As for the Fed being sinister, that’s in agreement with Murray Rothbard’s writings about the Fed. His “Case Against the Fed” is another excellent book.

      Reply
  2. Jeff Simberg

    Bill
    Do you think we will ever have a silver or gold back currency? I’ve heard the USA (I don’t know if they meant the govt. or the Fed.) has about 40 billion dollars of gold in Ft. Knox.

    Reply
    • Bill Haynes

      I’m doubtful about another gold standard in the U.S.

      We had one, but the politicians abused it for the benefit of the big bankers. First, they installed a central bank (the Fed) to inflate our currency, and then they devalued the dollar before finally denying Americans to even own gold bullion.

      Now, their schemes are coming to light, and more Americans are learning the truth about central banks and fractional reserve banking, which permits banks to inflate the currency right along side the Fed.

      We trusted them once. Will we trust them again when this financial crisis finally washes out? I don’t know. I suspect that Ron Paul’s concept of “competing currencies” will gain strength and we will see multiple currencies. This may sound bizzare to people who have known only dollars, but we have multiple choices when it comes to other items, why not currencies?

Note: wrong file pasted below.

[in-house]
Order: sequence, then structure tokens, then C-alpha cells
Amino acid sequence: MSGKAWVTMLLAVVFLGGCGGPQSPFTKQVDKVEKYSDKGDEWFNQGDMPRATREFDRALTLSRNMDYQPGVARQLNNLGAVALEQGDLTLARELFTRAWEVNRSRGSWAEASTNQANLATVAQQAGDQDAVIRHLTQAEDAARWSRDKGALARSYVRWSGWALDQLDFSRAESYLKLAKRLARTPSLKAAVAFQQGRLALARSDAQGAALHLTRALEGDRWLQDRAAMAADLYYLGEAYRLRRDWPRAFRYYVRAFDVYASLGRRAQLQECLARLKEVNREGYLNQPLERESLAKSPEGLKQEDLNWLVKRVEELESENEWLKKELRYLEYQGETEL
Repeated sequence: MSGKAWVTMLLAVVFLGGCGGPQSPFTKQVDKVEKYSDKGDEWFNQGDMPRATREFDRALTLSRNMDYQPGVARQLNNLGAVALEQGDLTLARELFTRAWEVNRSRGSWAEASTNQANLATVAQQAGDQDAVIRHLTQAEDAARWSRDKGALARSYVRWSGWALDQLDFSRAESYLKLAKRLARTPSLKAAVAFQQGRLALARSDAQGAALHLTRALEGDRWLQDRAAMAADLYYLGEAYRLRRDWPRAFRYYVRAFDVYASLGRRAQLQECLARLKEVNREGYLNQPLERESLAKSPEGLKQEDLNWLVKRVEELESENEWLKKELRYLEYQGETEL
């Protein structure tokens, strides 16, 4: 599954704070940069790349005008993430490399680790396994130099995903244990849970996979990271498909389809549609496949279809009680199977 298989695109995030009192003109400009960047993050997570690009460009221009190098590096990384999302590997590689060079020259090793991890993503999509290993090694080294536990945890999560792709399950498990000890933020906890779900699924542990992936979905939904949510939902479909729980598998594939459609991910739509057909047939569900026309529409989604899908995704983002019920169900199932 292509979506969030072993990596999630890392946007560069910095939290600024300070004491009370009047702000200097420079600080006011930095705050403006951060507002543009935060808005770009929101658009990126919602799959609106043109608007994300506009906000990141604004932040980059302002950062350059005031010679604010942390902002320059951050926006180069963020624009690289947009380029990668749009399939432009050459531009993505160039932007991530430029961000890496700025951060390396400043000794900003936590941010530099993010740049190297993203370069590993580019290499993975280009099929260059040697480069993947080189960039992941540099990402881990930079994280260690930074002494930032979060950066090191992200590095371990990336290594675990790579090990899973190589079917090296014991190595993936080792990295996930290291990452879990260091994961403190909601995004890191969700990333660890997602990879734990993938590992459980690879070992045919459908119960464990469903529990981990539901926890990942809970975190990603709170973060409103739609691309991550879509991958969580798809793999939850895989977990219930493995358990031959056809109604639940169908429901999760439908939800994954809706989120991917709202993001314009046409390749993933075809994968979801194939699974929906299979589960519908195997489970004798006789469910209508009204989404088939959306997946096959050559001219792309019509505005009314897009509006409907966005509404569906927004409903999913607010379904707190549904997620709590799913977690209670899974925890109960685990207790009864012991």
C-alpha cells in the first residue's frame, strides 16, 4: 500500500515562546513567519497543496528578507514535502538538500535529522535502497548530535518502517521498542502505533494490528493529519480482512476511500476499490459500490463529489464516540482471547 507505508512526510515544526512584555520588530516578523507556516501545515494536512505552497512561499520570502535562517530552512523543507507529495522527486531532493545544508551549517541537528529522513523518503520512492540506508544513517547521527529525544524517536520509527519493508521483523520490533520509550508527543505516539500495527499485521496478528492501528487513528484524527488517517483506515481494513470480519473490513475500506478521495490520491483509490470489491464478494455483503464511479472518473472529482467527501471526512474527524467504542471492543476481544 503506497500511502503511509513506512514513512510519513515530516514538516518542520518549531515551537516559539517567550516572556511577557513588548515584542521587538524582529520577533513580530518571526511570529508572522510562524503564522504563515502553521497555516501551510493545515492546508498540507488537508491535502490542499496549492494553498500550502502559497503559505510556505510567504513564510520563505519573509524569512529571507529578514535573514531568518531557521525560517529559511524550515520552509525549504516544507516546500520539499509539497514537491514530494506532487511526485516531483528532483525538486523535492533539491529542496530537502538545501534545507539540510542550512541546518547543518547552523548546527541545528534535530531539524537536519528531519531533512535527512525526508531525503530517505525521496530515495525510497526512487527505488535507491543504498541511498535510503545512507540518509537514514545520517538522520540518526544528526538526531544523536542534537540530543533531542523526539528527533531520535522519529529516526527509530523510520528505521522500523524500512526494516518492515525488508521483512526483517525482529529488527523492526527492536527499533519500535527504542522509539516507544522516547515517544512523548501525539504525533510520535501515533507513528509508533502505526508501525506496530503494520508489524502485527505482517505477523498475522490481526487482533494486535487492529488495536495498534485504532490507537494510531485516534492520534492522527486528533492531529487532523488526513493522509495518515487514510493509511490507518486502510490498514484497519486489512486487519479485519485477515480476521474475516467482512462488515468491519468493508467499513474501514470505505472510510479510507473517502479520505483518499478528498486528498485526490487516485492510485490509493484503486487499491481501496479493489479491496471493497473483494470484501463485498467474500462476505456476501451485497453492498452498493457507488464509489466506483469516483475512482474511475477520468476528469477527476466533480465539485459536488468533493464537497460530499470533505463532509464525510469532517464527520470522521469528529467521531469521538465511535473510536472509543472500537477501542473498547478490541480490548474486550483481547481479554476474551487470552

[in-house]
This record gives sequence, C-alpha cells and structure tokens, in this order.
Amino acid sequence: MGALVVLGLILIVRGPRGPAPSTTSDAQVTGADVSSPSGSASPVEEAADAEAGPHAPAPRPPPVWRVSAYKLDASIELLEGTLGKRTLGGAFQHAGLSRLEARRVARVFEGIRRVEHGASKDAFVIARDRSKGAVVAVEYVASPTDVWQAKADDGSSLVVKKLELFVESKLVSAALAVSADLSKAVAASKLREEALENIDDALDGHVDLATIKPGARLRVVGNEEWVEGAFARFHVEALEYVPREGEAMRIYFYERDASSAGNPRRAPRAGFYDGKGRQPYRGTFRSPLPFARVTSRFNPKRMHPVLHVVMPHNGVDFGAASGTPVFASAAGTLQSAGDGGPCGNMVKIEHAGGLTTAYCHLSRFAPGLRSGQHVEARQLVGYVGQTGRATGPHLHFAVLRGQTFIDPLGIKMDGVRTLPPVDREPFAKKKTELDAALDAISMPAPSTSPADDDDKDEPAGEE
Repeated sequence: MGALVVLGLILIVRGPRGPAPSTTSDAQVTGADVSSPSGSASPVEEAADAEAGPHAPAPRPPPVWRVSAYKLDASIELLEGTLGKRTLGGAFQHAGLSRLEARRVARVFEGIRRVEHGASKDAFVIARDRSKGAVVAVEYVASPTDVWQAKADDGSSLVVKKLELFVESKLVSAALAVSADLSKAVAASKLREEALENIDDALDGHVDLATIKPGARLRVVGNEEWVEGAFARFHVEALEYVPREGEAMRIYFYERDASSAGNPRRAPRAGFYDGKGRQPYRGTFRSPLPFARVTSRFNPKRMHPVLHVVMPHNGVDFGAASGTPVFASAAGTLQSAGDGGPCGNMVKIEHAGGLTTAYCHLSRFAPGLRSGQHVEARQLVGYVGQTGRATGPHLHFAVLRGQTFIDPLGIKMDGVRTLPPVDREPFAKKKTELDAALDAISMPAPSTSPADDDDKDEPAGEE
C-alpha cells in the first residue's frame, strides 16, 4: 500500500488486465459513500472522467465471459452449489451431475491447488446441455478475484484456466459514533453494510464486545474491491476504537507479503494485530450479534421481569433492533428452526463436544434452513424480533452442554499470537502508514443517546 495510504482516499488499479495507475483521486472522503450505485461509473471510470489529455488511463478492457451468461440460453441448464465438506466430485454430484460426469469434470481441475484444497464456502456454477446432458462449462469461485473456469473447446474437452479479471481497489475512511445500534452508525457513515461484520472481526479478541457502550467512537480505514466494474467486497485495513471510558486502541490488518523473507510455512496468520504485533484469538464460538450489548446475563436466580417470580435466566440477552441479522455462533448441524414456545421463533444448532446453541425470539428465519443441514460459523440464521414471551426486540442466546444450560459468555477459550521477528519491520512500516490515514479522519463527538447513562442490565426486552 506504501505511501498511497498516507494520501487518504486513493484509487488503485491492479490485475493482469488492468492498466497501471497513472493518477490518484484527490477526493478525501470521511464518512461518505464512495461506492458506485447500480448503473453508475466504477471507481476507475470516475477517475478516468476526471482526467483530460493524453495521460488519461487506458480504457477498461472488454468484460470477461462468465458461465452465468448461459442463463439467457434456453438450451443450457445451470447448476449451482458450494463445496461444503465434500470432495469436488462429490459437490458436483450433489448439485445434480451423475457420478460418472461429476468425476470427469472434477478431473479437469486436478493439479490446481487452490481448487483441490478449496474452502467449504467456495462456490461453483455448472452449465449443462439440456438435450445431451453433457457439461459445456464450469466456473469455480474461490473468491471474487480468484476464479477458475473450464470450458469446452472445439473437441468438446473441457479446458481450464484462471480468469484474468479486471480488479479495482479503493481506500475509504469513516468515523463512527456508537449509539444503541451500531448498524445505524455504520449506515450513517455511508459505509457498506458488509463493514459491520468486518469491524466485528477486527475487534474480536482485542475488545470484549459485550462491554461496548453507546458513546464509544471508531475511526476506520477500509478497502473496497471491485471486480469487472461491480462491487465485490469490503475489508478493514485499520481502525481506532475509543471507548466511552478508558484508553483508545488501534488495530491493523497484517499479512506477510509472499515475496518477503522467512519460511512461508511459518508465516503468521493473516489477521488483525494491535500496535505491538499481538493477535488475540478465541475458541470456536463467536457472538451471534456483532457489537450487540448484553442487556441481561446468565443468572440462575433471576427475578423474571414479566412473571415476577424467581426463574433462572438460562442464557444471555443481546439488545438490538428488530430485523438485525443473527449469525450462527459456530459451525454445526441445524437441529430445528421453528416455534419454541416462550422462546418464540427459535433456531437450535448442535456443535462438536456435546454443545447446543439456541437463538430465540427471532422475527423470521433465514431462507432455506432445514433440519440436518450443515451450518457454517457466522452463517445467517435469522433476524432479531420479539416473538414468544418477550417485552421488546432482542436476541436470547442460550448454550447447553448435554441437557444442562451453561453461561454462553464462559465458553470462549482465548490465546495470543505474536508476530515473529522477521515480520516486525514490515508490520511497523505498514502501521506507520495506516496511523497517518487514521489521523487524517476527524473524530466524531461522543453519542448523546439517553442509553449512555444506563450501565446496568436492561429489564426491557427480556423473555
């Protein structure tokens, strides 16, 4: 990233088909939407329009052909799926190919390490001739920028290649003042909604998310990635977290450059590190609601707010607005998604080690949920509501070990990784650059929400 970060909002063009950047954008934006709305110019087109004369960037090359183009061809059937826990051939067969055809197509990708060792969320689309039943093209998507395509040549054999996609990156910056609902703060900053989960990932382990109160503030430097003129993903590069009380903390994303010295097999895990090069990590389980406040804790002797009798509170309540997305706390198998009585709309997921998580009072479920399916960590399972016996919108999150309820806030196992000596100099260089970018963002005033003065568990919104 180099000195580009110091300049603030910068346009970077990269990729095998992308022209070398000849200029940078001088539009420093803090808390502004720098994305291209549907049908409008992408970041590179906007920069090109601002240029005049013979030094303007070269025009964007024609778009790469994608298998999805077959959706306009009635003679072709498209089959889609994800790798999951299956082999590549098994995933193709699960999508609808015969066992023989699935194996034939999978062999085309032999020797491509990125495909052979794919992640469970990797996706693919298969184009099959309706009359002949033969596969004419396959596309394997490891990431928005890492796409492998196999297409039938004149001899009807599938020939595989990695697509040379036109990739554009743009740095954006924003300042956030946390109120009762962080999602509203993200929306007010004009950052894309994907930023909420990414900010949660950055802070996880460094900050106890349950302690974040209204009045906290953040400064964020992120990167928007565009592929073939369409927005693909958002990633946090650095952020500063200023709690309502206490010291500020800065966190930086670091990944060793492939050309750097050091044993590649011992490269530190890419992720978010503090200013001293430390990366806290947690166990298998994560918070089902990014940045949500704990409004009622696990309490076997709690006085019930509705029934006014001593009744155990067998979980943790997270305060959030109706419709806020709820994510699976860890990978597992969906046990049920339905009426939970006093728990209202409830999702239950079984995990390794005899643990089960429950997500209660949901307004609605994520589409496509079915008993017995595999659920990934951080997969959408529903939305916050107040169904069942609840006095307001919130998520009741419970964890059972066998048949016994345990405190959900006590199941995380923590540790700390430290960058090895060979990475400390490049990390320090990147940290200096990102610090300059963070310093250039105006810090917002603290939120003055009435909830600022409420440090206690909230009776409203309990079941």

As for the gold at Ft. Knox, offically the US has about 261 million ounces, which, at today’s prices, is worth about $373 billion. Title to the gold is not clear. Some say the Treasury has title; others say the Fed owns it.

      Reply
  3. Stan

    Under the government abuse of the previous gold standard, the price of gold was artificially frozen [at a low price considering the inflation of the 1920s] so that dollars were exchanged, depleting the gold. [To stop the run] the government confiscated gold, and removed the gold standard.

    With an established gold standard, the price of gold should not be frozen, to provide a market value for the gold. This will reduce the money supply, prevent inflation, and remove fiat money printed by the Fed. Money deposited in the banks would thereby increase in value, to provide the resources to buy more goods.

    Therefore, the demand for goods would increase, supply would compensate with increased productivity. Balance of payments would reverse for the U.S. Instead of being consumers, we would be providers to the global economy.

    Reply
  4. Buy Gold UK

    The only nation capable of pulling this off is America, providing the people vote against the Obama, Bush and Clinton types of politicians who all seem to promote the same agenda.

    Reply
    • Bill Haynes

      A return to the gold standard could happen only if there is total collapse, which, considering what the Fed is doing may be a possibility.